The debate over which members of the Warriors is most valuable to the team rages on, as it should, and a strong case can be made for all four of their All-Stars.
There is no dispute, however, which Warrior is most valuable whenever they come upon the Los Angeles Clippers.
It’s Draymond Green, because he practically owns the space inside the head of LA star Blake Griffin. And without a very good Griffin the Clippers are a very average NBA team.
The latest example came Monday night, when Green suffocated Griffin to the point of visible despair, allowing the Warriors to run off with a 141-113 victory at Staples Center for their 11th consecutive win over the Clippers.
Since Green took over as the starting power forward, LA is 1-12 against the Warriors, and the formula has been much as it was Monday night at Staples Center.
If Griffin wasn’t dribbling into the teeth of the reigning Defensive Player of the Year and forcing up an awkward shot, he was surrendering the ball to his teammates in what looked suspiciously like a passive form of panic.
We’ve seen it before when Griffin meets Green, even if Clippers coach Doc Rivers missed it Monday night.
“I thought he was aggressive,” Rivers said of Griffin after the game. “I just thought they attacked him. They doubled. I thought our spacing was poor. I didn’t think we helped Blake a lot with our spacing.”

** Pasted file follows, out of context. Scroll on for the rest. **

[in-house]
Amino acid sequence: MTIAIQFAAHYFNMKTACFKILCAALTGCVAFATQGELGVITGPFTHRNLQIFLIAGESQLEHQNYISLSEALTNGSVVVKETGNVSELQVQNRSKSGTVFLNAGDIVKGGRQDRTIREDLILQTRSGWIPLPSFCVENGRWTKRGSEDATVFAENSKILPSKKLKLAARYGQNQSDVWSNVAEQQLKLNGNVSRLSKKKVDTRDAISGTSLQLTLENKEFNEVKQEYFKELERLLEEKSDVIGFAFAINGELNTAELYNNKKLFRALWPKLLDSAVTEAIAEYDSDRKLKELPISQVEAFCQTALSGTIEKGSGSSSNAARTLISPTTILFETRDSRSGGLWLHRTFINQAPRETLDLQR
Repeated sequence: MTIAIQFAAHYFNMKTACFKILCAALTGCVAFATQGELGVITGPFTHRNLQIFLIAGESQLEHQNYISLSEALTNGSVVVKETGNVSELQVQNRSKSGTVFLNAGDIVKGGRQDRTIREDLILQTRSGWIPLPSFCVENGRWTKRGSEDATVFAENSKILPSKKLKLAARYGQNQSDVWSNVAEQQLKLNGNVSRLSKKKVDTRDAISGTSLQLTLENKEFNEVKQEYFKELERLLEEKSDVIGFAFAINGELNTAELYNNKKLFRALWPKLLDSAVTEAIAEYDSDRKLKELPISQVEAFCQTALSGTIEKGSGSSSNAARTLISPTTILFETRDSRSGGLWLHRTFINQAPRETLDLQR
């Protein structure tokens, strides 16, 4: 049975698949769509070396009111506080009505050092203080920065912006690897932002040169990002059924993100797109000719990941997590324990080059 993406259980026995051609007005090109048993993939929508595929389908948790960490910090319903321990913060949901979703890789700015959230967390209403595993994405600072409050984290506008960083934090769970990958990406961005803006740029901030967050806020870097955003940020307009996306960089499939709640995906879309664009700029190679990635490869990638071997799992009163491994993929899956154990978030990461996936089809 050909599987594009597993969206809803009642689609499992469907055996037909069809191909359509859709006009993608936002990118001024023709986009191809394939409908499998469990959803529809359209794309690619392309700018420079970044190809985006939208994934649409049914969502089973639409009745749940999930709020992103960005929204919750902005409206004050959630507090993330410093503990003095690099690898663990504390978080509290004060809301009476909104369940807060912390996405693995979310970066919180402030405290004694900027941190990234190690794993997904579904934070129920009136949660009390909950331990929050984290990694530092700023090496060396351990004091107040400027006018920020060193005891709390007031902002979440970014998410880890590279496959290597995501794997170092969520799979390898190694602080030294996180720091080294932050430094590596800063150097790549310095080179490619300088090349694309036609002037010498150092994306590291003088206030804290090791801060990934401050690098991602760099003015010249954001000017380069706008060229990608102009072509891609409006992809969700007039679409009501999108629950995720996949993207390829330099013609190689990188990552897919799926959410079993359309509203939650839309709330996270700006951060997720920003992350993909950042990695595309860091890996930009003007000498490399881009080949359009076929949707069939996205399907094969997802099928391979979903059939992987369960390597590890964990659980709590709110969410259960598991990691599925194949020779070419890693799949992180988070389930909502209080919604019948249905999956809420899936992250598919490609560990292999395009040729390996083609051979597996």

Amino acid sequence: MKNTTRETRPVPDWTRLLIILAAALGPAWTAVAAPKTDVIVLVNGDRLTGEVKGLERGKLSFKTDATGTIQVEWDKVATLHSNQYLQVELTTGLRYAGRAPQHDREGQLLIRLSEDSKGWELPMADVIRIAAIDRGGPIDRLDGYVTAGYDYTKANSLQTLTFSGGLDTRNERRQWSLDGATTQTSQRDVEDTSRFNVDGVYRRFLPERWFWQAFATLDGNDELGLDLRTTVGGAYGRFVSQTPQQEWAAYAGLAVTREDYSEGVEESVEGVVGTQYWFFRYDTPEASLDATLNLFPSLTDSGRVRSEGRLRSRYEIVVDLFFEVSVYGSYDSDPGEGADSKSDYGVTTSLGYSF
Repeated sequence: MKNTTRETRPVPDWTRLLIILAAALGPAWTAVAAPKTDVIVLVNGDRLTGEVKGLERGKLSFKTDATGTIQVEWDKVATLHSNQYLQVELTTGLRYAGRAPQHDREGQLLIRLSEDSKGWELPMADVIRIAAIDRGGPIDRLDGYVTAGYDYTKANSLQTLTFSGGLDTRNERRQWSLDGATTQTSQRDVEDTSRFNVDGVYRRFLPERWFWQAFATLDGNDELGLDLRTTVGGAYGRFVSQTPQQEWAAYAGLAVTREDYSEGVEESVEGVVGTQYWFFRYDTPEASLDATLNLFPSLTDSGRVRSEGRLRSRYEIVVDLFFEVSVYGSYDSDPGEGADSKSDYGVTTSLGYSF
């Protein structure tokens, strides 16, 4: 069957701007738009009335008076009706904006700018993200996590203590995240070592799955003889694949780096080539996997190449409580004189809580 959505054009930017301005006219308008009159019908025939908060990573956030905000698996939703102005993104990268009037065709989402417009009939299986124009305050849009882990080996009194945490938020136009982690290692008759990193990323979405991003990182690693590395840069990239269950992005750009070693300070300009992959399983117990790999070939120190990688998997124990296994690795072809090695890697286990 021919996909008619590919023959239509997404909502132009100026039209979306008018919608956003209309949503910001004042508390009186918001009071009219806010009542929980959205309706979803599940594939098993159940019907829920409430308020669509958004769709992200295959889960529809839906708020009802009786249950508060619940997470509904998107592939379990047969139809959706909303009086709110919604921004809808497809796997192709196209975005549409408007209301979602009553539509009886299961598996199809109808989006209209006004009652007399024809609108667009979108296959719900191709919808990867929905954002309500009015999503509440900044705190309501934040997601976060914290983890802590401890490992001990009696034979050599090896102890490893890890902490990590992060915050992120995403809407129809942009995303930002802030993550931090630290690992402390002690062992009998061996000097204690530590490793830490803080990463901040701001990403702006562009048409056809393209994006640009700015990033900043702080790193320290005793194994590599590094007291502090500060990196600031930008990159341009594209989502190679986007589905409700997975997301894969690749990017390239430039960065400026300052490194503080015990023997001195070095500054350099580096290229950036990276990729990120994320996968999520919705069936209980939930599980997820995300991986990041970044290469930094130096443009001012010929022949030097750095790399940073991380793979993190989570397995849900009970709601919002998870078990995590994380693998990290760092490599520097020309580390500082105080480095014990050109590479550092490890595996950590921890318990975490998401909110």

There was some doubling, yes, but more often than not Griffin found himself caught the single vise between Green’s thumb and forefinger.
The man who was generating early MVP talk when LA opened the season with four consecutive wins took a season-low 10 shots, finishing with a season-low 16 points and a season-low three rebounds.
Furthermore, Griffin committed a season-high four turnovers and was whistled for a season-high four fouls. He was minus-23 for the game.
It was a mess of a game for Griffin, and typical of his play against Green. Even Rivers eventually came around to the obvious, without mentioning names.
“If you don’t trust your offense and move the ball, you become stagnant,” he said. “And that’s when their offense takes off, because you get frustrated on your end.”
That was Griffin on Monday. Stagnant. Frustrated. A different guy than he has been through the first five games. It happens every time he faces the Warriors, which means facing Green.
Green, by contrast, had a strong game at both ends: 16 points, nine rebounds, six assists, two steals and one block. He was plus-18.
More important, the Warriors once again routed the Clippers. Not much will change unless Griffin finds a way to get Green out of his head.